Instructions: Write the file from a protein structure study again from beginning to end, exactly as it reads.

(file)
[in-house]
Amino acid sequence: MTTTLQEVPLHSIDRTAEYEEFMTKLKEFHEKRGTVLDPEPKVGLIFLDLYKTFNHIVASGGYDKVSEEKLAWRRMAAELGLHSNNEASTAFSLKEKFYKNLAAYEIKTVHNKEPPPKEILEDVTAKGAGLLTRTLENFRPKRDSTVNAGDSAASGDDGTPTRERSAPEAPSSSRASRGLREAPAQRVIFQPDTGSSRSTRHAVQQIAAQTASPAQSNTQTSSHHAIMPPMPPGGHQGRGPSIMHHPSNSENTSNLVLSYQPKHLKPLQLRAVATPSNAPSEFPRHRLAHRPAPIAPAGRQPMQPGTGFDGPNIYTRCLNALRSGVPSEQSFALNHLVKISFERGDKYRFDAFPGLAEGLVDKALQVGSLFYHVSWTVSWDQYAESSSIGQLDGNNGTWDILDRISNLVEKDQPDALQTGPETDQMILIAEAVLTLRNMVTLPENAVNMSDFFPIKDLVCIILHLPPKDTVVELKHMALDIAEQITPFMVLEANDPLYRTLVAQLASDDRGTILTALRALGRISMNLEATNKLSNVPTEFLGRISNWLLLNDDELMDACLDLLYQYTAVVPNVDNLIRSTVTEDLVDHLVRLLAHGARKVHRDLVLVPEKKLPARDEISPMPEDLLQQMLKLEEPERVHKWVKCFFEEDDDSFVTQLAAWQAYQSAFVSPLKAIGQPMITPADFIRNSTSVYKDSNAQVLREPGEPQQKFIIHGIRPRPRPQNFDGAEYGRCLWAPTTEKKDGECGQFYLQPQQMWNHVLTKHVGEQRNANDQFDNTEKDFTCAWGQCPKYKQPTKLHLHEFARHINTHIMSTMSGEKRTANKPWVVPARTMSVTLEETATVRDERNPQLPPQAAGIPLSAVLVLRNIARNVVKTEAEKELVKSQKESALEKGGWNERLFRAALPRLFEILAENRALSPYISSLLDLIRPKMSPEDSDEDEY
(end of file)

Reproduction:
[in-house]
Amino acid sequence: MTTTLQEVPLHSIDRTAEYEEFMTKLKEFHEKRGTVLDPEPKVGLIFLDLYKTFNHIVASGGYDKVSEEKLAWRRMAAELGLHSNNEASTAFSLKEKFYKNLAAYEIKTVHNKEPPPKEILEDVTAKGAGLLTRTLENFRPKRDSTVNAGDSAASGDDGTPTRERSAPEAPSSSRASRGLREAPAQRVIFQPDTGSSRSTRHAVQQIAAQTASPAQSNTQTSSHHAIMPPMPPGGHQGRGPSIMHHPSNSENTSNLVLSYQPKHLKPLQLRAVATPSNAPSEFPRHRLAHRPAPIAPAGRQPMQPGTGFDGPNIYTRCLNALRSGVPSEQSFALNHLVKISFERGDKYRFDAFPGLAEGLVDKALQVGSLFYHVSWTVSWDQYAESSSIGQLDGNNGTWDILDRISNLVEKDQPDALQTGPETDQMILIAEAVLTLRNMVTLPENAVNMSDFFPIKDLVCIILHLPPKDTVVELKHMALDIAEQITPFMVLEANDPLYRTLVAQLASDDRGTILTALRALGRISMNLEATNKLSNVPTEFLGRISNWLLLNDDELMDACLDLLYQYTAVVPNVDNLIRSTVTEDLVDHLVRLLAHGARKVHRDLVLVPEKKLPARDEISPMPEDLLQQMLKLEEPERVHKWVKCFFEEDDDSFVTQLAAWQAYQSAFVSPLKAIGQPMITPADFIRNSTSVYKDSNAQVLREPGEPQQKFIIHGIRPRPRPQNFDGAEYGRCLWAPTTEKKDGECGQFYLQPQQMWNHVLTKHVGEQRNANDQFDNTEKDFTCAWGQCPKYKQPTKLHLHEFARHINTHIMSTMSGEKRTANKPWVVPARTMSVTLEETATVRDERNPQLPPQAAGIPLSAVLVLRNIARNVVKTEAEKELVKSQKESALEKGGWNERLFRAALPRLFEILAENRALSPYISSLLDLIRPKMSPEDSDEDEY